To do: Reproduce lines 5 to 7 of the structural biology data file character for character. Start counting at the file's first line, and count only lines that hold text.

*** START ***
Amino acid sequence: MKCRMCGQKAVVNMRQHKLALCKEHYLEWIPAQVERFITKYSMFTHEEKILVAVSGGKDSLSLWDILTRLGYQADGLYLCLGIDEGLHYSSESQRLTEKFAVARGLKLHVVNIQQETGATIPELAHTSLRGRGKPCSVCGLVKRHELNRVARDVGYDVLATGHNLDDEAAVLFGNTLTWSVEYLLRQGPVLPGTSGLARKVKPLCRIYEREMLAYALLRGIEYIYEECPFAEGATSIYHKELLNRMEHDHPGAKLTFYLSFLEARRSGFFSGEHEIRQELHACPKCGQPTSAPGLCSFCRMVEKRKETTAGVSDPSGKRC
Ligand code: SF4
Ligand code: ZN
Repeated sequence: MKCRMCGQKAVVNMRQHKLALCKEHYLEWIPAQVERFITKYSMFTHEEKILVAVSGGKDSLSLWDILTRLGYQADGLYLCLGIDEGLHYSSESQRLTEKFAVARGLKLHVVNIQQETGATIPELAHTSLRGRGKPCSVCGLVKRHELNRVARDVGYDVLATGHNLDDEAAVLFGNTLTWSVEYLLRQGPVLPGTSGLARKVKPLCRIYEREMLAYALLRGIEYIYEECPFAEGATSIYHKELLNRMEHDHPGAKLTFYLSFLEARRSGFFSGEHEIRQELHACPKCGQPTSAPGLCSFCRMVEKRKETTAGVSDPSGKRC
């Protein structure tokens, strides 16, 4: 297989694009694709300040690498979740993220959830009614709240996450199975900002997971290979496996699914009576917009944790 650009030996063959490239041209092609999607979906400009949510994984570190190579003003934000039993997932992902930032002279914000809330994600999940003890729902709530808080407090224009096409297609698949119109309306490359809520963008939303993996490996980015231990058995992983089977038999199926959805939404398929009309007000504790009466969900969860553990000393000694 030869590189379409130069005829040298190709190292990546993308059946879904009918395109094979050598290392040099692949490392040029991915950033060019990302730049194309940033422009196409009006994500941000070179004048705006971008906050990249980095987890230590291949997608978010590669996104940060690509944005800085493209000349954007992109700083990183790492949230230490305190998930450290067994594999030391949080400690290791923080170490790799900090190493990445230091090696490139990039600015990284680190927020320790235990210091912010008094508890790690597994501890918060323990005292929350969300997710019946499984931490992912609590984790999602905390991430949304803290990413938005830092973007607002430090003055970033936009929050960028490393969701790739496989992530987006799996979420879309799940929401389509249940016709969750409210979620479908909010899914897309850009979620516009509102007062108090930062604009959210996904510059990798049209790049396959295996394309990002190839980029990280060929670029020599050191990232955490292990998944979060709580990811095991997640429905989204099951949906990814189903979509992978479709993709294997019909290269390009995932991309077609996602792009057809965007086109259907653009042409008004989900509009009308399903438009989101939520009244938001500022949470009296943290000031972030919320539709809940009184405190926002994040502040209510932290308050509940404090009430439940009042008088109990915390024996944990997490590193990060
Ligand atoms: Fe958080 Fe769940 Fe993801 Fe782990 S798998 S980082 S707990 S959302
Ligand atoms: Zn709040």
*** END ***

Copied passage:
């Protein structure tokens, strides 16, 4: 297989694009694709300040690498979740993220959830009614709240996450199975900002997971290979496996699914009576917009944790 650009030996063959490239041209092609999607979906400009949510994984570190190579003003934000039993997932992902930032002279914000809330994600999940003890729902709530808080407090224009096409297609698949119109309306490359809520963008939303993996490996980015231990058995992983089977038999199926959805939404398929009309007000504790009466969900969860553990000393000694 030869590189379409130069005829040298190709190292990546993308059946879904009918395109094979050598290392040099692949490392040029991915950033060019990302730049194309940033422009196409009006994500941000070179004048705006971008906050990249980095987890230590291949997608978010590669996104940060690509944005800085493209000349954007992109700083990183790492949230230490305190998930450290067994594999030391949080400690290791923080170490790799900090190493990445230091090696490139990039600015990284680190927020320790235990210091912010008094508890790690597994501890918060323990005292929350969300997710019946499984931490992912609590984790999602905390991430949304803290990413938005830092973007607002430090003055970033936009929050960028490393969701790739496989992530987006799996979420879309799940929401389509249940016709969750409210979620479908909010899914897309850009979620516009509102007062108090930062604009959210996904510059990798049209790049396959295996394309990002190839980029990280060929670029020599050191990232955490292990998944979060709580990811095991997640429905989204099951949906990814189903979509992978479709993709294997019909290269390009995932991309077609996602792009057809965007086109259907653009042409008004989900509009009308399903438009989101939520009244938001500022949470009296943290000031972030919320539709809940009184405190926002994040502040209510932290308050509940404090009430439940009042008088109990915390024996944990997490590193990060
Ligand atoms: Fe958080 Fe769940 Fe993801 Fe782990 S798998 S980082 S707990 S959302
Ligand atoms: Zn709040």